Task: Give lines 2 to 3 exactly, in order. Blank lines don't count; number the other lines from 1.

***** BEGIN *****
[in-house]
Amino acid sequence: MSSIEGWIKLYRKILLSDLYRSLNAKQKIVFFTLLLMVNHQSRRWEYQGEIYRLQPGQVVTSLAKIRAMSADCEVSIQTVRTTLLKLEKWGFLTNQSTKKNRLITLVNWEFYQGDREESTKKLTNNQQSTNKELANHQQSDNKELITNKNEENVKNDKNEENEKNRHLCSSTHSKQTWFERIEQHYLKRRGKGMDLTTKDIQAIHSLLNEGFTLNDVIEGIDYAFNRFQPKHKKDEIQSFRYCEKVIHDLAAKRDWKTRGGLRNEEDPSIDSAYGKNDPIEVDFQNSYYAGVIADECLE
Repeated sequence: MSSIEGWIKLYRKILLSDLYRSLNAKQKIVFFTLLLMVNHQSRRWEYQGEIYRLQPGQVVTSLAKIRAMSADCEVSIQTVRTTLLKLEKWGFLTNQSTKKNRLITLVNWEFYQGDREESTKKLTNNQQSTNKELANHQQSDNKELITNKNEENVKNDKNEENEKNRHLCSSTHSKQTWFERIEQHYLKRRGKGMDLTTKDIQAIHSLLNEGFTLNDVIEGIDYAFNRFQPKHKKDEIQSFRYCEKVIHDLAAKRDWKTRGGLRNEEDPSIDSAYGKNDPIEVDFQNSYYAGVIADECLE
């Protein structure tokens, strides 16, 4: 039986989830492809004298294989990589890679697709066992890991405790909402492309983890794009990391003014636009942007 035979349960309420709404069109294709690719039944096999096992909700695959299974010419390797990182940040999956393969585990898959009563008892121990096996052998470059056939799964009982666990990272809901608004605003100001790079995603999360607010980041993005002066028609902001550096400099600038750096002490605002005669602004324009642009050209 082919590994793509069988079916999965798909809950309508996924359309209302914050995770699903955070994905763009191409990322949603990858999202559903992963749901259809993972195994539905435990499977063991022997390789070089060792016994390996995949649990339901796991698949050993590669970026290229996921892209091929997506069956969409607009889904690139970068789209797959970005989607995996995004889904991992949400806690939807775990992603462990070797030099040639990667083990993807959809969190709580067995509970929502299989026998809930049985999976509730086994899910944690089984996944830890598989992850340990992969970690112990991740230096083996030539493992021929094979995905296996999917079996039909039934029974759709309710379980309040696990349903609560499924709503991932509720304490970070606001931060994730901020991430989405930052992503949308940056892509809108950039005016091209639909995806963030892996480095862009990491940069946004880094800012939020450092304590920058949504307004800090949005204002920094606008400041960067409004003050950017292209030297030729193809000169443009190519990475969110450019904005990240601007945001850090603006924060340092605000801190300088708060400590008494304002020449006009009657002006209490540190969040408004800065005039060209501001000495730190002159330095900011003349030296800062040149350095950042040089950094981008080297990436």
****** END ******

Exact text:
Amino acid sequence: MSSIEGWIKLYRKILLSDLYRSLNAKQKIVFFTLLLMVNHQSRRWEYQGEIYRLQPGQVVTSLAKIRAMSADCEVSIQTVRTTLLKLEKWGFLTNQSTKKNRLITLVNWEFYQGDREESTKKLTNNQQSTNKELANHQQSDNKELITNKNEENVKNDKNEENEKNRHLCSSTHSKQTWFERIEQHYLKRRGKGMDLTTKDIQAIHSLLNEGFTLNDVIEGIDYAFNRFQPKHKKDEIQSFRYCEKVIHDLAAKRDWKTRGGLRNEEDPSIDSAYGKNDPIEVDFQNSYYAGVIADECLE
Repeated sequence: MSSIEGWIKLYRKILLSDLYRSLNAKQKIVFFTLLLMVNHQSRRWEYQGEIYRLQPGQVVTSLAKIRAMSADCEVSIQTVRTTLLKLEKWGFLTNQSTKKNRLITLVNWEFYQGDREESTKKLTNNQQSTNKELANHQQSDNKELITNKNEENVKNDKNEENEKNRHLCSSTHSKQTWFERIEQHYLKRRGKGMDLTTKDIQAIHSLLNEGFTLNDVIEGIDYAFNRFQPKHKKDEIQSFRYCEKVIHDLAAKRDWKTRGGLRNEEDPSIDSAYGKNDPIEVDFQNSYYAGVIADECLE